Dear Dottie,

Today, you and I went to the Mamas March for Black and Indigenous Lives protest and storytime teach-in. The night before, we made signs and you decorated them with crayons. One said “Black and Indigenous Lives Matter” and another said “Justice for Regis Korchinski-Paquet and Chantel Moore.” We talked about protests, and anti-Black racism, and why we were marching.

Today, we went to the rose garden in Queens Park: you in the toddler carrier, me walking with my forearm crutch. You holding both signs: one in each fist. Me, doing the best I could to keep up with the other protestors.

My love, one of the hardest parts of having chronic pain is when I have to deny you an experience. We stopped going to swimming lessons because I couldn’t bend enough to safely do the exercises. We stopped going to Baby Time because I couldn’t sit on the floor. You don’t understand this now, but one day you’ll notice that I can’t move as fast as the other mamas. I wish so much that I could do things like teach you how to ice skate, or take dance lessons with you. I wish I could give you an underduck on the swings.

I can’t walk for very long, especially not when I’m babywearing. But it’s important to me that you see protests in action. I want you to know both that Canada is racist and colonialist, and that you can do something about it. And I want you to listen to people who have experienced oppression, and do what you can to fight back against oppressive systems.

Throughout my life, I have wanted to be more of an activist than I am. My body is not built for direct action. I am too much of a people-pleaser. It’s only been in the past few years that I’ve been more comfortable calling out racism. And while I know that political action looks a lot of different ways, and while I know that I can donate and post and have discussions and all of that counts, I wanted you to feel what happens when people move together singing and chanting and cheering. I wanted you to feel a part of a movement, even if you’re too little to know what a movement is.

So, we moved together with a crowd of 50 or 60 people. “Momma’s stick is tapping,” you said. “That’s a tapping sound.” We left the park and marched towards Moody Park. I wore a mask, as did most of the grownups. Everyone carried signs. The crowd shouted, “No justice, no peace,” and you did the ‘No peace’ part. You held up the signs. “I’m a big helper,” you said.

As we walked, the sun came out, and you snuggled against my chest. When you were a baby, I wore you all the time, and it’s your favourite place to be. When you’re upset, you run to the closet and bring me the carrier. I don’t wear you very often, because of my back pain: one more thing my pain has taken from us.

But I wore you, and we walked, and we chanted, and despite the honking and the chanting, you fell asleep against my chest with your signs clutched in your fists. When you let them go, a punk couple dressed in black picked them up, because I couldn’t bend. You’d wake up, disoriented, and want the sign back. Then, you’d fall asleep and drop it again, lulled by the cadence of my crutch and the sway of my limp, and someone would pick them up for us.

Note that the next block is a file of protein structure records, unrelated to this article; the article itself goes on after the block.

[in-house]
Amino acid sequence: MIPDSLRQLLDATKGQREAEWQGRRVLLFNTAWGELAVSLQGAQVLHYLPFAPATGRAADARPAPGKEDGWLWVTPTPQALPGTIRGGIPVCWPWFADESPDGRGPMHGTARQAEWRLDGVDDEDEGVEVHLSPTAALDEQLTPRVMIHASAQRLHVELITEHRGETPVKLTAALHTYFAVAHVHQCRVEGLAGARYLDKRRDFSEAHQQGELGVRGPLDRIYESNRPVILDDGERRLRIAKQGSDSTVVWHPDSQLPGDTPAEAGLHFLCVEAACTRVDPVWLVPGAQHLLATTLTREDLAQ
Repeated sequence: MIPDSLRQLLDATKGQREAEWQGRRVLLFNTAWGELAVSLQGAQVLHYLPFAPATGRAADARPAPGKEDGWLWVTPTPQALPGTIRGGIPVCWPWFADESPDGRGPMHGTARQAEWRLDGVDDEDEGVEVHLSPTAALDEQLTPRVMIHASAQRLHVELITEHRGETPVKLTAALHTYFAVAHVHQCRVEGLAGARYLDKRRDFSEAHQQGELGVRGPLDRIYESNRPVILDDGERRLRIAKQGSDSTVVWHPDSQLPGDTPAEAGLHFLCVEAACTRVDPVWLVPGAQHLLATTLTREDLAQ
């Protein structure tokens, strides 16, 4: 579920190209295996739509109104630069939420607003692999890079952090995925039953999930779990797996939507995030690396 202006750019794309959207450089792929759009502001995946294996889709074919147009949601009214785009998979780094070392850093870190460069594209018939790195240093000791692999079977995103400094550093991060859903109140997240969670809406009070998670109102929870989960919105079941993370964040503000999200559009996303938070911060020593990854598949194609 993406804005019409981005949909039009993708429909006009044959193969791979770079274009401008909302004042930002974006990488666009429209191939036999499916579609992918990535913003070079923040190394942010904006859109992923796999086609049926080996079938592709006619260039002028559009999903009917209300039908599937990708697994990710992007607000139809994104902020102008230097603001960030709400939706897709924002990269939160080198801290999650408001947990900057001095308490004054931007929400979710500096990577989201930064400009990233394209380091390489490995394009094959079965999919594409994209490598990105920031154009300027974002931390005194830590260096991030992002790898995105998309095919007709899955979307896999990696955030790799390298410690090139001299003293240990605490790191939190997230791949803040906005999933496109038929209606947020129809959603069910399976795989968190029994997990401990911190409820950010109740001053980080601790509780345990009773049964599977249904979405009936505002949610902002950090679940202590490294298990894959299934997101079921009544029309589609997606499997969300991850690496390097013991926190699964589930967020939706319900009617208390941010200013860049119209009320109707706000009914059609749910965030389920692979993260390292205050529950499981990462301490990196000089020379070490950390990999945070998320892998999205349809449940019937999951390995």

When we got the park, you woke up and wanted to run around. We listened to a few stories, and I read part of “When We Were Alone,” before you ran off and I had to chase you. Then, Nana came with my car and picked us up, so I wouldn’t have to walk back.

Dottie, you are sensitive and strong-willed. I love that about you. You were born with fierce opinions. You know exactly what you want. And I want you to use these qualities for good. It will take more than one march to orient you towards anti-racism and justice. But this moment is a good time to promise you that I will have tough conversations with you, that I will fill our house with books and movies that don’t center people who look like you. I will call out racism when I see it, and work on my own learning and unlearning. My sweet goose, I will love you however you are, but I do hope that you grow up to be more radical than I am.

I’ve been thinking a lot about discomfort. One of my mottos is “I am comfortable with being uncomfortable.” As someone with chronic pain, I am used to physical discomfort. But I am trying to get used to emotional discomfort: to sit with uncomfortable feelings and not get defensive, to acknowledge when I’ve caused harm. I hope that you will develop a positive relationship to your own discomfort. I don’t have good answers for you. I’ve both paid a price for ignoring my own discomfort and powering through, and for centring my own discomfort to the cost of others.

I also hope that growing up with a disabled mom will show you the importance of community. Another mom at the park will give you an underduck on the swings. Someone else will pick up the signs you dropped. And I hope that you will learn that true community needs to include reciprocity. People help us. We help people. From each according to their ability; to each according to their need, as Marx said. I hope you will learn to look around and ask yourself who gets help, who’s left out, whose discomfort is centred at whose expense?

Right now, you’re sleeping in your new big girl bed. You are not a fan. You’ve already been up once crying, wanting your crib back. But you’re growing up, and sometimes transitions are hard. Change is hard. You may never sleep on my chest in your carrier again. But you’re sleeping now, settled. I hope you dream of people shouting ‘no justice, no peace’ and ‘Black Lives Matter’ and the cadence of my crutches tapping. I hope you are proud of the work you did today, my big helper. We have so much more work to do.

Love,

Mom